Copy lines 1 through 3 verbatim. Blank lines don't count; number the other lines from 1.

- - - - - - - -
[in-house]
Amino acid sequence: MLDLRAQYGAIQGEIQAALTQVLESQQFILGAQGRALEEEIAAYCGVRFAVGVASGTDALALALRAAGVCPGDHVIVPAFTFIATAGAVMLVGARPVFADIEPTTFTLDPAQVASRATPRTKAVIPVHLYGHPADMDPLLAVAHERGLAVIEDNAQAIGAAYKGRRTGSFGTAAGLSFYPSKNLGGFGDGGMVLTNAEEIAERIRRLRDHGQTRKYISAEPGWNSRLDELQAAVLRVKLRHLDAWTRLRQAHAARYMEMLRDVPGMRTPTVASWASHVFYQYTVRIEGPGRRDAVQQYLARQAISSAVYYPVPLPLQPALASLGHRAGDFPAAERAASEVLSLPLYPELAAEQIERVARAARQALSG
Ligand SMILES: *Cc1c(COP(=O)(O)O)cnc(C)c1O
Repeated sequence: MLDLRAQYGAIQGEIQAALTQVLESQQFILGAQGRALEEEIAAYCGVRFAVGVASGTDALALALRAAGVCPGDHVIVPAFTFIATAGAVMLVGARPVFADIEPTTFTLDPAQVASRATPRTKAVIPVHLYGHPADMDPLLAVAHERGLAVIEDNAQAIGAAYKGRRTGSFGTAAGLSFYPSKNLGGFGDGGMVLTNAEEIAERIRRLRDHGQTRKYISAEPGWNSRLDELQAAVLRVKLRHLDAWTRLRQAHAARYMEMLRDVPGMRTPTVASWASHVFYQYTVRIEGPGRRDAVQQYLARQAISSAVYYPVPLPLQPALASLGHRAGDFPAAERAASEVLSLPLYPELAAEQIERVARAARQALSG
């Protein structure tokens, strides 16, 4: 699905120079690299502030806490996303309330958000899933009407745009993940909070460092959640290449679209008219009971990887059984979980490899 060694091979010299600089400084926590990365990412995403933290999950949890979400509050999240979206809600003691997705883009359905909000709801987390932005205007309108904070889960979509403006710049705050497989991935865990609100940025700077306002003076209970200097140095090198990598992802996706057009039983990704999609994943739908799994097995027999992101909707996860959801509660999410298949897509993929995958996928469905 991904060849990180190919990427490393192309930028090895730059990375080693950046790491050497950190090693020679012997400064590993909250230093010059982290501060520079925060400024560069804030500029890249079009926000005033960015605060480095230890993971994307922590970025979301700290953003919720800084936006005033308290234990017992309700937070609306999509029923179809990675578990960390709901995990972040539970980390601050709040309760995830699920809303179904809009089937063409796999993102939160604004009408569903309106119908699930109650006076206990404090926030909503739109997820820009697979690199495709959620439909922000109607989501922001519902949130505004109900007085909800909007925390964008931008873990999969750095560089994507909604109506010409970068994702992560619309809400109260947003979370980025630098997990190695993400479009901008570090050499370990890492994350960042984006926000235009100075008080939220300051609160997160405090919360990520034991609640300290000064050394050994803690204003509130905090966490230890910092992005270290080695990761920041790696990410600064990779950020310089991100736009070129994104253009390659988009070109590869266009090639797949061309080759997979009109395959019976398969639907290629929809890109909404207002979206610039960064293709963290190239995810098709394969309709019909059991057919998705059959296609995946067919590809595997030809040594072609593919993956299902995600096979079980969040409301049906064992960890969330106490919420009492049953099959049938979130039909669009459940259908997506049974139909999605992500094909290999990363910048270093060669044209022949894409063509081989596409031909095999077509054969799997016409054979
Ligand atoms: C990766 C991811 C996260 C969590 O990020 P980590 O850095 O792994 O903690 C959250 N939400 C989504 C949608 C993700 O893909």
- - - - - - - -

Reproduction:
[in-house]
Amino acid sequence: MLDLRAQYGAIQGEIQAALTQVLESQQFILGAQGRALEEEIAAYCGVRFAVGVASGTDALALALRAAGVCPGDHVIVPAFTFIATAGAVMLVGARPVFADIEPTTFTLDPAQVASRATPRTKAVIPVHLYGHPADMDPLLAVAHERGLAVIEDNAQAIGAAYKGRRTGSFGTAAGLSFYPSKNLGGFGDGGMVLTNAEEIAERIRRLRDHGQTRKYISAEPGWNSRLDELQAAVLRVKLRHLDAWTRLRQAHAARYMEMLRDVPGMRTPTVASWASHVFYQYTVRIEGPGRRDAVQQYLARQAISSAVYYPVPLPLQPALASLGHRAGDFPAAERAASEVLSLPLYPELAAEQIERVARAARQALSG
Ligand SMILES: *Cc1c(COP(=O)(O)O)cnc(C)c1O